“Of course, madam. I understand. For others it is the same thing.”
They went silent for a while.
Then, the doctor said:
“If you had a choice, ma’am, what would you want? What would make you bear it all better?”
She answered immediately, as if she had the answer ready.
“If I could, I would like to fall asleep and wake up when it’s all over! Don’t see the others, don’t even see the hospital, don’t hear what the nurses say, don’t see the drip, don’t feel the needle entering, don’t see the drop of poison that I have to let into my body to try to survive… Don’t feel the time passing so slowly, as slow as the drop of the drip, a time ‘lost’ that is part of the little time I still have left… I am forced to hope that this time will pass quickly, but at the same time I know that it is not convenient for me to pass quickly, because even this time of treatment is taken away from my life. From what remains of it…“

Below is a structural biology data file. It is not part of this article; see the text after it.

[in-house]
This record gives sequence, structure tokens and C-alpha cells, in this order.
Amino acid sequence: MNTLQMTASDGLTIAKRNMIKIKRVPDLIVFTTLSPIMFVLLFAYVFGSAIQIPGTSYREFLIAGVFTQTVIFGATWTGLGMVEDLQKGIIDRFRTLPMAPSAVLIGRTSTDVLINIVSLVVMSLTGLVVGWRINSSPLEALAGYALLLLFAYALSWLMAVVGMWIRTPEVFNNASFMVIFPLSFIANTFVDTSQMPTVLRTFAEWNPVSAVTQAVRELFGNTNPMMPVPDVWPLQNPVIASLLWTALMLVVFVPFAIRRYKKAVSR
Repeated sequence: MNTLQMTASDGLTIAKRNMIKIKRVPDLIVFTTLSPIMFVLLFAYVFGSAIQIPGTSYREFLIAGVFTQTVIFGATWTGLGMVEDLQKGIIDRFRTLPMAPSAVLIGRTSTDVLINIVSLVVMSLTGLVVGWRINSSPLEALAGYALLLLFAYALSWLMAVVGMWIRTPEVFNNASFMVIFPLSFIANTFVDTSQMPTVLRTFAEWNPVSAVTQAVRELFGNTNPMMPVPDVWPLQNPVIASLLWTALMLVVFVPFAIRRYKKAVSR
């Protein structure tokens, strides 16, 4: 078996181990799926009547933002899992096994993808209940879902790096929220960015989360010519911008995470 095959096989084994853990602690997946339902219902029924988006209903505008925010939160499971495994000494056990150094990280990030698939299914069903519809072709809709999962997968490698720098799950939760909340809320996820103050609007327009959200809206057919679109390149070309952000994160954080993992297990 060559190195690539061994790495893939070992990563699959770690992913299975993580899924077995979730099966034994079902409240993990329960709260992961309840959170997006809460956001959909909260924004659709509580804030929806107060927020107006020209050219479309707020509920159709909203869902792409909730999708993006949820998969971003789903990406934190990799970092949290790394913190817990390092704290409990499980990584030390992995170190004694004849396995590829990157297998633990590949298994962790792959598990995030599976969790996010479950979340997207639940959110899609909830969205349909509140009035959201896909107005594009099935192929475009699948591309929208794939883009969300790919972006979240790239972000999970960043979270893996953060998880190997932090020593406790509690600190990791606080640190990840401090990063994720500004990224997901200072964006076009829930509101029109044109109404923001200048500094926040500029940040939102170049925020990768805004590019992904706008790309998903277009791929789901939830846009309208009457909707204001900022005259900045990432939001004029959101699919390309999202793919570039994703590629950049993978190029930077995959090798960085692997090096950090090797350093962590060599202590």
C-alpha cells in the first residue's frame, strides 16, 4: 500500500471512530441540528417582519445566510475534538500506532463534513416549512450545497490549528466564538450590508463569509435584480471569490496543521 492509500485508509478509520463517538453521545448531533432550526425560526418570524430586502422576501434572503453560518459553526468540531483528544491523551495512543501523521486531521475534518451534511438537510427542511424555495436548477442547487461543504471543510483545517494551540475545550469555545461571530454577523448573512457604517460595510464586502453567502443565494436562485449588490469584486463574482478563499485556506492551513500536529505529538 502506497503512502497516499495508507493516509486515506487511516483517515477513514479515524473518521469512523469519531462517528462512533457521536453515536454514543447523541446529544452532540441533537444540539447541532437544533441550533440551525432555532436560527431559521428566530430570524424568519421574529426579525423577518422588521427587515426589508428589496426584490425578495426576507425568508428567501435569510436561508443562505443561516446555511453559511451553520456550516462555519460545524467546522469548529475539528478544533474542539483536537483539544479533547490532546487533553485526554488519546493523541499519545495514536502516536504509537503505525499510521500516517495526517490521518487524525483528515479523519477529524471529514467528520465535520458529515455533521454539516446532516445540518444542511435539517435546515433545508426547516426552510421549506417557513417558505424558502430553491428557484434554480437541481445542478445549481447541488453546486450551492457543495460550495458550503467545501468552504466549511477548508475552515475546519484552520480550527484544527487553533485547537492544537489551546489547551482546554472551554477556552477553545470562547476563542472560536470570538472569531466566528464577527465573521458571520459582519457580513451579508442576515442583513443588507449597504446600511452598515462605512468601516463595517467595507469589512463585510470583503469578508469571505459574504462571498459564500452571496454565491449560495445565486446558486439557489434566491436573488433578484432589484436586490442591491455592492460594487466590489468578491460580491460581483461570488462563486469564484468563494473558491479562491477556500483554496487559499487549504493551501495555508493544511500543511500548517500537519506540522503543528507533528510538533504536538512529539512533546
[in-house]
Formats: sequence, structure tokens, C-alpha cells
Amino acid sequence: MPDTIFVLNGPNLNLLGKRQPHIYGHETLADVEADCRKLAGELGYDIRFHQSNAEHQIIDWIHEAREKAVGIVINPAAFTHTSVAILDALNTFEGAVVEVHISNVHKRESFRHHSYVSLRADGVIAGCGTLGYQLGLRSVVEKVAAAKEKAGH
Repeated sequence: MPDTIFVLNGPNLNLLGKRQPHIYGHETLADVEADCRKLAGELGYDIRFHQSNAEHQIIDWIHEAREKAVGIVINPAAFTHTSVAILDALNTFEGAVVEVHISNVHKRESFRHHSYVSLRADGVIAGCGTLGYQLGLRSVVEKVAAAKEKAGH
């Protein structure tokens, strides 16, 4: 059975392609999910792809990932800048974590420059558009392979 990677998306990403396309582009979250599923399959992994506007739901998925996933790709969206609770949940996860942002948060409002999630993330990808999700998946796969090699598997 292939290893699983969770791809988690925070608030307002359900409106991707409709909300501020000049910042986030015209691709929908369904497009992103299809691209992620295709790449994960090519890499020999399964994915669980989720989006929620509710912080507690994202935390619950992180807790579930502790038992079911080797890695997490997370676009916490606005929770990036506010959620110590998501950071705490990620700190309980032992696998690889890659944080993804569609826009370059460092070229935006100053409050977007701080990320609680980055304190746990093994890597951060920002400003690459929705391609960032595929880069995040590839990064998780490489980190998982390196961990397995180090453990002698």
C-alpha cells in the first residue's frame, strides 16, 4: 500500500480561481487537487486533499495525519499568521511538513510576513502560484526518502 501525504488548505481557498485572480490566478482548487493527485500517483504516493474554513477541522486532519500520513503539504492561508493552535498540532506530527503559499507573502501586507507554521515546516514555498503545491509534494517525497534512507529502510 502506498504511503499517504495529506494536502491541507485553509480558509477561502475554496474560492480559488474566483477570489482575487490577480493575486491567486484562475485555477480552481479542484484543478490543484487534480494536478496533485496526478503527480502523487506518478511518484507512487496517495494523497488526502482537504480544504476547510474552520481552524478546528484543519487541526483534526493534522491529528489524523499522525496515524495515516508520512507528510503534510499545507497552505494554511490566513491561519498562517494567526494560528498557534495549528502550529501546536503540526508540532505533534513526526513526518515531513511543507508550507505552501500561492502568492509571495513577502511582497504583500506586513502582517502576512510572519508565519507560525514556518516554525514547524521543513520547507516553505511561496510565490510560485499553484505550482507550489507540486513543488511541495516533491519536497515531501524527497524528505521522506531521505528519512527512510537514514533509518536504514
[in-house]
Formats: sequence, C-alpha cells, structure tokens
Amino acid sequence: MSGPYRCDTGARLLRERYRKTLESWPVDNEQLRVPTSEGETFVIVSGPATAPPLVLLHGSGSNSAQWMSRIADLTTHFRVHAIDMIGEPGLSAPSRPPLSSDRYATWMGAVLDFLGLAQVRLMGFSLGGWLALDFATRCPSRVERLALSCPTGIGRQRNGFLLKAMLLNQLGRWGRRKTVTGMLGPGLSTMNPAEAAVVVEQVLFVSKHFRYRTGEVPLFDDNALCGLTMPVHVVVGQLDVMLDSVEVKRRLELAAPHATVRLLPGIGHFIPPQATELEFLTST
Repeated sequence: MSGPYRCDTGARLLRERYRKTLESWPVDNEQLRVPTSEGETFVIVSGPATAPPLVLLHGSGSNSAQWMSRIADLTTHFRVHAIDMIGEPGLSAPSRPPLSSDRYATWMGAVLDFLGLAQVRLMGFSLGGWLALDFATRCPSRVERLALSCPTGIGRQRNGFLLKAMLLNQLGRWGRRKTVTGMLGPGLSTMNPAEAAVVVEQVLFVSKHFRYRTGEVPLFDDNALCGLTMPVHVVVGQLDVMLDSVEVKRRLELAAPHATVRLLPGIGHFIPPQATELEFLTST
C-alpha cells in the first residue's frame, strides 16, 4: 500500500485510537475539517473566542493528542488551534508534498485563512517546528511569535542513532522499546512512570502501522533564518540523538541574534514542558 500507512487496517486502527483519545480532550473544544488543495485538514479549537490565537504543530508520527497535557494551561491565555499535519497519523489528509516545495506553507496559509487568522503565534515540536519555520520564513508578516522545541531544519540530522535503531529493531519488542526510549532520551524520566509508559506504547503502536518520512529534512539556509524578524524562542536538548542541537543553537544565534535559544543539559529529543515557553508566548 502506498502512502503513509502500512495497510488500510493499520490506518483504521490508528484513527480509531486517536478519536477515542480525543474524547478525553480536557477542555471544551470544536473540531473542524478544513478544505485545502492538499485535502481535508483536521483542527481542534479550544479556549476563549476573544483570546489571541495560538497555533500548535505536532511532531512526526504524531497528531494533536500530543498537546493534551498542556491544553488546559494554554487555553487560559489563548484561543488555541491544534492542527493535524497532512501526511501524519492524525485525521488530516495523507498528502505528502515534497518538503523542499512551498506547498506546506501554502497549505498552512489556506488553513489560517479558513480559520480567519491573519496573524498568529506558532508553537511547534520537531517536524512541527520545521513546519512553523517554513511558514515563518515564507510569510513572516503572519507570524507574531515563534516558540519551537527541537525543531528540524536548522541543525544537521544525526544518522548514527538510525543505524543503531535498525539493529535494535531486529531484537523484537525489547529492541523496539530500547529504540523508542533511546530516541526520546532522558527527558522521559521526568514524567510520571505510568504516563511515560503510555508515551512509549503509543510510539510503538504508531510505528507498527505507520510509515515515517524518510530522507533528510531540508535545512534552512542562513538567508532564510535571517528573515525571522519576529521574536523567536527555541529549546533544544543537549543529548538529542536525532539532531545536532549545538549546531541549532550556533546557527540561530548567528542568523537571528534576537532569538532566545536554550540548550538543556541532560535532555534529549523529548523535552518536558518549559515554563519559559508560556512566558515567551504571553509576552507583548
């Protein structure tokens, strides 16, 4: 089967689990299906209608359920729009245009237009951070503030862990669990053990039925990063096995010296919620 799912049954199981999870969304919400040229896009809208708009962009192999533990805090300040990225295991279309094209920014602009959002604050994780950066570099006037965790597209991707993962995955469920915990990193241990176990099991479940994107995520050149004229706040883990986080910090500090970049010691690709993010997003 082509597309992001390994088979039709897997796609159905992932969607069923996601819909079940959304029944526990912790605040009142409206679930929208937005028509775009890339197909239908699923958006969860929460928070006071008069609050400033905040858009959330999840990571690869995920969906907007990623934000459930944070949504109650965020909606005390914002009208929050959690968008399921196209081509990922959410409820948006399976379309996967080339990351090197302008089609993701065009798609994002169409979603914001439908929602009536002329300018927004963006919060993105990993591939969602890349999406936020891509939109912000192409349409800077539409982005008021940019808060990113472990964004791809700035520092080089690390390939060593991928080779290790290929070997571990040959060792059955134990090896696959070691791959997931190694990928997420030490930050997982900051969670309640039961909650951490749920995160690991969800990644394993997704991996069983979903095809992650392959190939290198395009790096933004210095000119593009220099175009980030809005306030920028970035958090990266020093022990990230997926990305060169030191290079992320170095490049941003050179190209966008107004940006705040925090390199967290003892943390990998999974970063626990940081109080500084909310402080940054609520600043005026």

The doctor released her hand and leaned back in his chair.
The lady asked him:
“Did I say something wrong?”
“No, madam, on the contrary,” said the doctor. “You told me something wonderful.”
“Ah, really? It sounds trivial to me…”
“No, what a patient says when he talks about himself and his illness is never trivial. You gave me a very good idea, madam.”
“Sure! What you ask can be done.”
“I can set up a study in which to administer chemo during sleep and analyze the results,” the doctor said, then corrected himself by translating his words into more direct language. “Sorry: I can make you sleep during the treatment, maybe set the treatment during night, so it doesn’t alter your days. And then you will wake up when it’s all over. That wouldn’t prevent some side effects…”